- 3 August 2016
- Transport / Logistics Services
The US White House has been talking up the government’s plans to work with delivery companies on testing drone delivery systems. Where the US is being far more conservative than the UK, the White House has been keen to promote its steps forward.
In a statement earlier this week the White House said that its Office of Science and Technology Policy (OSTP) is “announcing new steps, sustained by public and private support, to promote the safe integration and innovative adoption of unmanned aircraft systems across the United States”.
The OSTP said that the announcements build on the Department of Transportation and the Federal Aviation Administration (FAA)’s “Small UAS” rule , which was published in June to provide national guidelines for the operation of non-recreational unmanned aircraft under 55lbs.
Some of the more interesting points from the White House include:
– the announcement of a $5m down-payment by the state of New York to support the growth of the emerging unmanned aircraft systems industry across New York;
– and details of how $35m in research funding by the National Science Foundation (NSF) will be used over the next five years to “accelerate the understanding of how to intelligently and effectively design, control, and apply UAS to beneficial applications”.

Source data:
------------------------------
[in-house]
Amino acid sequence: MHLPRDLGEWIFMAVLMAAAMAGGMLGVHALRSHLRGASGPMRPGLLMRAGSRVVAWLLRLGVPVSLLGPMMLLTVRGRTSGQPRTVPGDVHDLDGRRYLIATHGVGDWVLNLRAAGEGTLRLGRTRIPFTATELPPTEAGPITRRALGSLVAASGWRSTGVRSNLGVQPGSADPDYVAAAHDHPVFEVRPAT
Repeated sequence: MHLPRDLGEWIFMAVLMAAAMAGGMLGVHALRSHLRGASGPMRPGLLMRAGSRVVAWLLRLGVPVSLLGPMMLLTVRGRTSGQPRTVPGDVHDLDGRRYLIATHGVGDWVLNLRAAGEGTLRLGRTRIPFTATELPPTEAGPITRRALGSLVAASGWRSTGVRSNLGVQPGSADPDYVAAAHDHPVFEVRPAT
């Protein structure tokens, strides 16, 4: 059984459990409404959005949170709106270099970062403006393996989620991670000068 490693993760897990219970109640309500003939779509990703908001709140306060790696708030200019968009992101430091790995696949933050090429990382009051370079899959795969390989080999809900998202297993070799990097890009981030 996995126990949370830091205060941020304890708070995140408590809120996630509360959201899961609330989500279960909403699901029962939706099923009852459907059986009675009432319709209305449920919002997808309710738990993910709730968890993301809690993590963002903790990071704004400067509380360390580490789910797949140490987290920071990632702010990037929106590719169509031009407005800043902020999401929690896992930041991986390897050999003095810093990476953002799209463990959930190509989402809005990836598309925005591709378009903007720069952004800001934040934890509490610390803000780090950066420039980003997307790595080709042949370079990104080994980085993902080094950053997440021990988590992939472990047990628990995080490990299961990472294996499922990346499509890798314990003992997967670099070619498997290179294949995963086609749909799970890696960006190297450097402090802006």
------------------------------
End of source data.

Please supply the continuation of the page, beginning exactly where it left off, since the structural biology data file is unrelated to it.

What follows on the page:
The US government is working with Google subsidiary Alphabet. The White House statement continued, “will conduct an operational research study at one of the six FAA UAS Test Sites to gain full operational experience of its delivery service in a safe testing environment”.
The White House statement added: “Data gathered will be shared with government partners to help regulators answer critical safety and human factors questions for UAV cargo delivery operations.
“Project Wing is planning for the testing to include operations with external cargo loads and to build towards beyond line of sight (BLOS) capabilities.
“The company will also begin to develop and deploy an open-interface, airspace management solution for safe low-altitude small UAS (sUAS) operations using existing low cost, scalable communication and information technologies. The work, which will focus on encouraging good citizenship in operation and collaboration between and across industry and government, will help ensure safe integration of sUAS in the layer of airspace under 400 feet.”